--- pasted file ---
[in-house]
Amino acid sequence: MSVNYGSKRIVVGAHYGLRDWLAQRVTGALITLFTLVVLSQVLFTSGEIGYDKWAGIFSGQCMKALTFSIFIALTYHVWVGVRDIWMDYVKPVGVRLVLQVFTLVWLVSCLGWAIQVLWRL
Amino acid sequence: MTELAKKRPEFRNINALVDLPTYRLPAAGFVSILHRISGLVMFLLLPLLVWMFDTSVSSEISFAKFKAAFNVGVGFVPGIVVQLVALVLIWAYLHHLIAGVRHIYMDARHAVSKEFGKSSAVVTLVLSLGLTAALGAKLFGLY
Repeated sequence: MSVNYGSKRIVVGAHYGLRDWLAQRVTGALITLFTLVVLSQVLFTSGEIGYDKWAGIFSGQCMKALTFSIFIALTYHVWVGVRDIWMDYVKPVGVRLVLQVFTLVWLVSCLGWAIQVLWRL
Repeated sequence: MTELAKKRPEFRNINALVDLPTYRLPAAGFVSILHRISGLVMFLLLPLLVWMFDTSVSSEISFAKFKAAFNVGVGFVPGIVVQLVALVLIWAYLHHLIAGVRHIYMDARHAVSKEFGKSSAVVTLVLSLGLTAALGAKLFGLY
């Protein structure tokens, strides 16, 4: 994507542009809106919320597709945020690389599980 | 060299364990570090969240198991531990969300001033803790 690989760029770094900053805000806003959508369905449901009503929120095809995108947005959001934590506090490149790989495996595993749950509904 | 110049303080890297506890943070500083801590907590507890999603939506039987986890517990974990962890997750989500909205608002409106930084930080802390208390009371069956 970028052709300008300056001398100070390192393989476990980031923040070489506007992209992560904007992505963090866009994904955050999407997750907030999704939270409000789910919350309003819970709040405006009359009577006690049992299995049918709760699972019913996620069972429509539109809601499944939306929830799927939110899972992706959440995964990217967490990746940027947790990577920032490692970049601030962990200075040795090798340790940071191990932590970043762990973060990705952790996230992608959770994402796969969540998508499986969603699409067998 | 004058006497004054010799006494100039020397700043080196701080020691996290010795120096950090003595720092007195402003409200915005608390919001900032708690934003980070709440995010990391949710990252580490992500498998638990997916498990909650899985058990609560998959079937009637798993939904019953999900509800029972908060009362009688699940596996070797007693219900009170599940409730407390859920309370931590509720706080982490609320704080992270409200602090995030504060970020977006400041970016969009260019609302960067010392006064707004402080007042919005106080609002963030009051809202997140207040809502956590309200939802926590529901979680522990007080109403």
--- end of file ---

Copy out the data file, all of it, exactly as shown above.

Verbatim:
[in-house]
Amino acid sequence: MSVNYGSKRIVVGAHYGLRDWLAQRVTGALITLFTLVVLSQVLFTSGEIGYDKWAGIFSGQCMKALTFSIFIALTYHVWVGVRDIWMDYVKPVGVRLVLQVFTLVWLVSCLGWAIQVLWRL
Amino acid sequence: MTELAKKRPEFRNINALVDLPTYRLPAAGFVSILHRISGLVMFLLLPLLVWMFDTSVSSEISFAKFKAAFNVGVGFVPGIVVQLVALVLIWAYLHHLIAGVRHIYMDARHAVSKEFGKSSAVVTLVLSLGLTAALGAKLFGLY
Repeated sequence: MSVNYGSKRIVVGAHYGLRDWLAQRVTGALITLFTLVVLSQVLFTSGEIGYDKWAGIFSGQCMKALTFSIFIALTYHVWVGVRDIWMDYVKPVGVRLVLQVFTLVWLVSCLGWAIQVLWRL
Repeated sequence: MTELAKKRPEFRNINALVDLPTYRLPAAGFVSILHRISGLVMFLLLPLLVWMFDTSVSSEISFAKFKAAFNVGVGFVPGIVVQLVALVLIWAYLHHLIAGVRHIYMDARHAVSKEFGKSSAVVTLVLSLGLTAALGAKLFGLY
């Protein structure tokens, strides 16, 4: 994507542009809106919320597709945020690389599980 | 060299364990570090969240198991531990969300001033803790 690989760029770094900053805000806003959508369905449901009503929120095809995108947005959001934590506090490149790989495996595993749950509904 | 110049303080890297506890943070500083801590907590507890999603939506039987986890517990974990962890997750989500909205608002409106930084930080802390208390009371069956 970028052709300008300056001398100070390192393989476990980031923040070489506007992209992560904007992505963090866009994904955050999407997750907030999704939270409000789910919350309003819970709040405006009359009577006690049992299995049918709760699972019913996620069972429509539109809601499944939306929830799927939110899972992706959440995964990217967490990746940027947790990577920032490692970049601030962990200075040795090798340790940071191990932590970043762990973060990705952790996230992608959770994402796969969540998508499986969603699409067998 | 004058006497004054010799006494100039020397700043080196701080020691996290010795120096950090003595720092007195402003409200915005608390919001900032708690934003980070709440995010990391949710990252580490992500498998638990997916498990909650899985058990609560998959079937009637798993939904019953999900509800029972908060009362009688699940596996070797007693219900009170599940409730407390859920309370931590509720706080982490609320704080992270409200602090995030504060970020977006400041970016969009260019609302960067010392006064707004402080007042919005106080609002963030009051809202997140207040809502956590309200939802926590529901979680522990007080109403």